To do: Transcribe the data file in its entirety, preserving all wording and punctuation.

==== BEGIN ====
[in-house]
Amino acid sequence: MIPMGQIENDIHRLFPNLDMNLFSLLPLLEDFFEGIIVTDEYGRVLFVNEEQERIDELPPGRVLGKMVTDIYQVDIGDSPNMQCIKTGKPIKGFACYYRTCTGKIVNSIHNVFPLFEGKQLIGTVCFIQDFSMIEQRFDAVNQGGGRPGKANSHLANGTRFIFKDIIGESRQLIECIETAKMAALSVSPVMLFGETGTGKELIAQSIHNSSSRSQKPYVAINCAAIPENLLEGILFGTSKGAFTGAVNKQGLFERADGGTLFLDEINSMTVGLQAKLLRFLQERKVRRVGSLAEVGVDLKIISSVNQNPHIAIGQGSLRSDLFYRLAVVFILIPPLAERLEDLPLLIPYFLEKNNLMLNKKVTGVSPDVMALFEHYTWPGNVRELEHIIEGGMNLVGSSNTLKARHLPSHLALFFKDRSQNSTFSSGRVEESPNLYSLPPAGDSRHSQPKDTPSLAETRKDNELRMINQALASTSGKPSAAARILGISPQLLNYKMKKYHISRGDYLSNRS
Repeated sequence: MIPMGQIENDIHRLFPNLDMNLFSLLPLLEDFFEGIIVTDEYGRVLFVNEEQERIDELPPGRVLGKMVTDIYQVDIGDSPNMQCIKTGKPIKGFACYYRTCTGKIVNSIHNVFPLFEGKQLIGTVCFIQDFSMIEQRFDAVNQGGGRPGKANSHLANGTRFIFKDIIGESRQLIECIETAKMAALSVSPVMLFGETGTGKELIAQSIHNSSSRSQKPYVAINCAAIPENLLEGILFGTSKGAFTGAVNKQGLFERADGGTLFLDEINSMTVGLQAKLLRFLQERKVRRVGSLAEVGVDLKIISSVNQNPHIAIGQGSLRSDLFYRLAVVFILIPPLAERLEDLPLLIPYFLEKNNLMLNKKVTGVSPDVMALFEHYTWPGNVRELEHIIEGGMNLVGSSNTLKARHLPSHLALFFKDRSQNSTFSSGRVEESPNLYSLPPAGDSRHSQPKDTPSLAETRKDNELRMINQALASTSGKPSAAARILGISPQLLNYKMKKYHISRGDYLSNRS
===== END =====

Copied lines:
[in-house]
Amino acid sequence: MIPMGQIENDIHRLFPNLDMNLFSLLPLLEDFFEGIIVTDEYGRVLFVNEEQERIDELPPGRVLGKMVTDIYQVDIGDSPNMQCIKTGKPIKGFACYYRTCTGKIVNSIHNVFPLFEGKQLIGTVCFIQDFSMIEQRFDAVNQGGGRPGKANSHLANGTRFIFKDIIGESRQLIECIETAKMAALSVSPVMLFGETGTGKELIAQSIHNSSSRSQKPYVAINCAAIPENLLEGILFGTSKGAFTGAVNKQGLFERADGGTLFLDEINSMTVGLQAKLLRFLQERKVRRVGSLAEVGVDLKIISSVNQNPHIAIGQGSLRSDLFYRLAVVFILIPPLAERLEDLPLLIPYFLEKNNLMLNKKVTGVSPDVMALFEHYTWPGNVRELEHIIEGGMNLVGSSNTLKARHLPSHLALFFKDRSQNSTFSSGRVEESPNLYSLPPAGDSRHSQPKDTPSLAETRKDNELRMINQALASTSGKPSAAARILGISPQLLNYKMKKYHISRGDYLSNRS
Repeated sequence: MIPMGQIENDIHRLFPNLDMNLFSLLPLLEDFFEGIIVTDEYGRVLFVNEEQERIDELPPGRVLGKMVTDIYQVDIGDSPNMQCIKTGKPIKGFACYYRTCTGKIVNSIHNVFPLFEGKQLIGTVCFIQDFSMIEQRFDAVNQGGGRPGKANSHLANGTRFIFKDIIGESRQLIECIETAKMAALSVSPVMLFGETGTGKELIAQSIHNSSSRSQKPYVAINCAAIPENLLEGILFGTSKGAFTGAVNKQGLFERADGGTLFLDEINSMTVGLQAKLLRFLQERKVRRVGSLAEVGVDLKIISSVNQNPHIAIGQGSLRSDLFYRLAVVFILIPPLAERLEDLPLLIPYFLEKNNLMLNKKVTGVSPDVMALFEHYTWPGNVRELEHIIEGGMNLVGSSNTLKARHLPSHLALFFKDRSQNSTFSSGRVEESPNLYSLPPAGDSRHSQPKDTPSLAETRKDNELRMINQALASTSGKPSAAARILGISPQLLNYKMKKYHISRGDYLSNRS